I decided to move home to Nashville while shopping for molasses at a Stop and Shop in Amherst, Massachusetts. Well, what I really needed that day was sorghum. I knew that was hopeless, so I settled for the poorer substitute. I was also deciding whether to beg my friend Joan for her spare pair of snowshoes. I’d already been trapped in my home twice that season, and though my internal calendar said the redbuds should be blooming, snow was falling outside.

I started my molasses hunt in the syrup aisle, where I would have found it in Tennessee. There were shelves of maple syrup, some of it packaged in jugs that reminded me of moonshine, some funneled into adorably kitschy farmhouse-shaped tins. I saw a few bottles of corn syrup hidden on the bottom shelf. There was an infinite variety of local honeys. But no molasses. Next I tried the condiment section. Still nothing. A clerk directed me to the Southern food section. There the molasses was, alongside a single box of grits and some buttermilk biscuit mix, smashed between the Mexican food and the Asian food in the International Food Aisle. “Right,” I thought. “Time to go home.”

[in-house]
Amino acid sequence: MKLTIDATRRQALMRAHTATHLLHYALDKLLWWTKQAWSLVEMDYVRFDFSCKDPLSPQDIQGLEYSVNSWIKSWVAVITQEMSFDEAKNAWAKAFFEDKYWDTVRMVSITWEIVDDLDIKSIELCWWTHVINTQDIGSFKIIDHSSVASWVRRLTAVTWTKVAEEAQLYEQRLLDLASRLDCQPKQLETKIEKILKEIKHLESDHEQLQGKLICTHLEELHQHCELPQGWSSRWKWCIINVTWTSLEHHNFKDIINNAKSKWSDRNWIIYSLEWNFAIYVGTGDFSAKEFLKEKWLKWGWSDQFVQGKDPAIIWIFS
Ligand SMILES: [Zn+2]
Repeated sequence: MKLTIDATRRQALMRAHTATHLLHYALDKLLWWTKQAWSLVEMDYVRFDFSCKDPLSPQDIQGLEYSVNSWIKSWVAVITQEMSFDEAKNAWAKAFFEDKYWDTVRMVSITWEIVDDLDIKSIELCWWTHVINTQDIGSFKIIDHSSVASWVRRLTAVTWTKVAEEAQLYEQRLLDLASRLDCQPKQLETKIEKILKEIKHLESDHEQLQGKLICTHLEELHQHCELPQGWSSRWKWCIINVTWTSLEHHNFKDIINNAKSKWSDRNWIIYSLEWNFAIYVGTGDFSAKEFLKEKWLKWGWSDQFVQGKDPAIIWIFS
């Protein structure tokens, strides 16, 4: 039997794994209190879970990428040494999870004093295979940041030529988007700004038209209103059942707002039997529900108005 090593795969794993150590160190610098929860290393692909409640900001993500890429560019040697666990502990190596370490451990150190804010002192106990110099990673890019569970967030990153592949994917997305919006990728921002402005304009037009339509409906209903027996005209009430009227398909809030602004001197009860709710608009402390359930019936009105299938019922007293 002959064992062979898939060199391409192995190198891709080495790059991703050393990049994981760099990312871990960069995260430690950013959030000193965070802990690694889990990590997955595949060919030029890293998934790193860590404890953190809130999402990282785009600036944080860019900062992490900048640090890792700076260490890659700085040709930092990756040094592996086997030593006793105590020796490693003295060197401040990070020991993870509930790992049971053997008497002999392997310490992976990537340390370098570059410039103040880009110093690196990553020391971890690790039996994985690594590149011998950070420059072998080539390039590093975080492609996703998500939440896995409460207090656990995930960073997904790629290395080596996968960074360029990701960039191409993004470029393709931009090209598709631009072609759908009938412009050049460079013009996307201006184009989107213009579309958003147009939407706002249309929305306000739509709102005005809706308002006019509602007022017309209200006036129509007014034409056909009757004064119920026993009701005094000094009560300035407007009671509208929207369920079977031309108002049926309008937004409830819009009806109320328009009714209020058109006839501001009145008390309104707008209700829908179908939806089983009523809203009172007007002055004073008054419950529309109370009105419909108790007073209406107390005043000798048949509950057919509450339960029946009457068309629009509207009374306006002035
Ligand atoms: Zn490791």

I surprised myself by how certain I was of that decision. I had known for several months that I would be leaving Massachusetts, but I had figured on heading to New York or Chicago or D.C. or Atlanta. Nashville never made the list. I had spent too many years trying to escape Tennessee.

* * *

I was a misfit. Just before the end of second grade, my family moved from a suburb north of Nashville to a rural community thirty miles south of the city. The first day in my new school, a girl was nominated to tell me I should go back to where I came from. No one wanted me there. I was an outsider, the kid whose family was not part of the community. For the next six years, my classmates took turns reminding me we’d all be happier if I found somewhere else to go to school. Things improved when I started at the large, consolidated high school in town, but I still dreamed of a bigger world. My college years in Indiana were better yet, and I loved graduate school in North Carolina.

My decision to run away was also a product of my raising. Daddy — a Nashville native — purged my accent of anything Tennessee. I was to speak slowly and enunciate clearly. I pronounced pen and pin; said get not git. My rebellion was clinging to the word y’all (a lovely, gender-neutral inclusive conjunction the rest of y’all should adopt). His plan worked. “Now, honey, where are you visiting from?” cashiers would ask. Or when I told people my last name was Martin, they’d ask me to spell it. “Oh, Mar’in!” they’d reply.

My senior year of college, the English department handed out various awards to the graduates. These were supposed to be funny, a gentle roasting before we went out into the world. I won “Least Likely to Be Mistaken for a Southern Belle.” The only one in the program raised south of the Mason/Dixon Line, I tried to laugh along.